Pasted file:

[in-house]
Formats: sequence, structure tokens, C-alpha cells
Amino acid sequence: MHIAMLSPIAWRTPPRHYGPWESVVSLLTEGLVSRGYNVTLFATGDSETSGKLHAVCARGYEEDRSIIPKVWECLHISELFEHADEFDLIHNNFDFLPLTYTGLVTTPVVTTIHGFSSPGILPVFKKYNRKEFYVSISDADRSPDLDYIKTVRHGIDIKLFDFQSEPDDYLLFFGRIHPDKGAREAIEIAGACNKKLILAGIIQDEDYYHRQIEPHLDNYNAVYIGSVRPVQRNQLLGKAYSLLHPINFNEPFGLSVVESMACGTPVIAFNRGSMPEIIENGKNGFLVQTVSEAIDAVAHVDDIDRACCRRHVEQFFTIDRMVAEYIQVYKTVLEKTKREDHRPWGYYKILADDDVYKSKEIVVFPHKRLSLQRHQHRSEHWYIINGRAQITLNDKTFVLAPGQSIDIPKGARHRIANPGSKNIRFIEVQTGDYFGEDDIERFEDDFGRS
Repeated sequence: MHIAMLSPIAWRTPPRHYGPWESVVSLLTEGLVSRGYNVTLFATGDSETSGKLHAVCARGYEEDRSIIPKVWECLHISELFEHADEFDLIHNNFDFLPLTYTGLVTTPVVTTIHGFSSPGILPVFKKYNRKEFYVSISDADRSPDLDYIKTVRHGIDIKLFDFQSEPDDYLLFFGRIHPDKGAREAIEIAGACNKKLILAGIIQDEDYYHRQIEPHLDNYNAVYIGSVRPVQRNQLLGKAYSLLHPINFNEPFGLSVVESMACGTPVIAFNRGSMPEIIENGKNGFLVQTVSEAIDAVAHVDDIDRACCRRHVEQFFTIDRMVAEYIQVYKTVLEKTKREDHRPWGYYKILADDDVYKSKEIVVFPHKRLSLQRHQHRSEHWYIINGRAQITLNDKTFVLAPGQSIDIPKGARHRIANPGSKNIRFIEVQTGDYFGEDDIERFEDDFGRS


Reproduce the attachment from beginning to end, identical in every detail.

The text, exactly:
[in-house]
Formats: sequence, structure tokens, C-alpha cells
Amino acid sequence: MHIAMLSPIAWRTPPRHYGPWESVVSLLTEGLVSRGYNVTLFATGDSETSGKLHAVCARGYEEDRSIIPKVWECLHISELFEHADEFDLIHNNFDFLPLTYTGLVTTPVVTTIHGFSSPGILPVFKKYNRKEFYVSISDADRSPDLDYIKTVRHGIDIKLFDFQSEPDDYLLFFGRIHPDKGAREAIEIAGACNKKLILAGIIQDEDYYHRQIEPHLDNYNAVYIGSVRPVQRNQLLGKAYSLLHPINFNEPFGLSVVESMACGTPVIAFNRGSMPEIIENGKNGFLVQTVSEAIDAVAHVDDIDRACCRRHVEQFFTIDRMVAEYIQVYKTVLEKTKREDHRPWGYYKILADDDVYKSKEIVVFPHKRLSLQRHQHRSEHWYIINGRAQITLNDKTFVLAPGQSIDIPKGARHRIANPGSKNIRFIEVQTGDYFGEDDIERFEDDFGRS
Repeated sequence: MHIAMLSPIAWRTPPRHYGPWESVVSLLTEGLVSRGYNVTLFATGDSETSGKLHAVCARGYEEDRSIIPKVWECLHISELFEHADEFDLIHNNFDFLPLTYTGLVTTPVVTTIHGFSSPGILPVFKKYNRKEFYVSISDADRSPDLDYIKTVRHGIDIKLFDFQSEPDDYLLFFGRIHPDKGAREAIEIAGACNKKLILAGIIQDEDYYHRQIEPHLDNYNAVYIGSVRPVQRNQLLGKAYSLLHPINFNEPFGLSVVESMACGTPVIAFNRGSMPEIIENGKNGFLVQTVSEAIDAVAHVDDIDRACCRRHVEQFFTIDRMVAEYIQVYKTVLEKTKREDHRPWGYYKILADDDVYKSKEIVVFPHKRLSLQRHQHRSEHWYIINGRAQITLNDKTFVLAPGQSIDIPKGARHRIANPGSKNIRFIEVQTGDYFGEDDIERFEDDFGRS